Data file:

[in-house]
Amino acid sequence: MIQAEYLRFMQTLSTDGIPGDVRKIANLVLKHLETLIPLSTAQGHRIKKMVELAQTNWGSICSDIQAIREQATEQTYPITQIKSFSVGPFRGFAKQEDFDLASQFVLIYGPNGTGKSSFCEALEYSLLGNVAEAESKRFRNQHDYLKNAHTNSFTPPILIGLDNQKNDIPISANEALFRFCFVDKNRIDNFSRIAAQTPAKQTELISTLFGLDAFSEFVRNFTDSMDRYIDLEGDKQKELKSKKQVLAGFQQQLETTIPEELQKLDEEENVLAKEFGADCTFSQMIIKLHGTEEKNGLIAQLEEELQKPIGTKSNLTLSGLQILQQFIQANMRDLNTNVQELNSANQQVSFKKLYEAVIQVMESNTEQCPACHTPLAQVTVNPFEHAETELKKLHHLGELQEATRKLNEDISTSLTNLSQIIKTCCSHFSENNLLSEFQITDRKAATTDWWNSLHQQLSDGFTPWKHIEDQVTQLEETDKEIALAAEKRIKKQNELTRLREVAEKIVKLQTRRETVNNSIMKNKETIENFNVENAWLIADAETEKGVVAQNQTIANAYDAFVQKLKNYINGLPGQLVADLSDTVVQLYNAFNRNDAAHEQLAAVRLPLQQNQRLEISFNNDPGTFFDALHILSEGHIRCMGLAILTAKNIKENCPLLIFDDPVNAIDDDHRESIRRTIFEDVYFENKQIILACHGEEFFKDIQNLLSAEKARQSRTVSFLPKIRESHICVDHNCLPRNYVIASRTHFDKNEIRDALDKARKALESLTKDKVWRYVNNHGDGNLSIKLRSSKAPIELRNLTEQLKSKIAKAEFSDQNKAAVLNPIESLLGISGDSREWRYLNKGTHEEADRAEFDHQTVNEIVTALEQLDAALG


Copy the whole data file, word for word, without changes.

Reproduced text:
[in-house]
Amino acid sequence: MIQAEYLRFMQTLSTDGIPGDVRKIANLVLKHLETLIPLSTAQGHRIKKMVELAQTNWGSICSDIQAIREQATEQTYPITQIKSFSVGPFRGFAKQEDFDLASQFVLIYGPNGTGKSSFCEALEYSLLGNVAEAESKRFRNQHDYLKNAHTNSFTPPILIGLDNQKNDIPISANEALFRFCFVDKNRIDNFSRIAAQTPAKQTELISTLFGLDAFSEFVRNFTDSMDRYIDLEGDKQKELKSKKQVLAGFQQQLETTIPEELQKLDEEENVLAKEFGADCTFSQMIIKLHGTEEKNGLIAQLEEELQKPIGTKSNLTLSGLQILQQFIQANMRDLNTNVQELNSANQQVSFKKLYEAVIQVMESNTEQCPACHTPLAQVTVNPFEHAETELKKLHHLGELQEATRKLNEDISTSLTNLSQIIKTCCSHFSENNLLSEFQITDRKAATTDWWNSLHQQLSDGFTPWKHIEDQVTQLEETDKEIALAAEKRIKKQNELTRLREVAEKIVKLQTRRETVNNSIMKNKETIENFNVENAWLIADAETEKGVVAQNQTIANAYDAFVQKLKNYINGLPGQLVADLSDTVVQLYNAFNRNDAAHEQLAAVRLPLQQNQRLEISFNNDPGTFFDALHILSEGHIRCMGLAILTAKNIKENCPLLIFDDPVNAIDDDHRESIRRTIFEDVYFENKQIILACHGEEFFKDIQNLLSAEKARQSRTVSFLPKIRESHICVDHNCLPRNYVIASRTHFDKNEIRDALDKARKALESLTKDKVWRYVNNHGDGNLSIKLRSSKAPIELRNLTEQLKSKIAKAEFSDQNKAAVLNPIESLLGISGDSREWRYLNKGTHEEADRAEFDHQTVNEIVTALEQLDAALG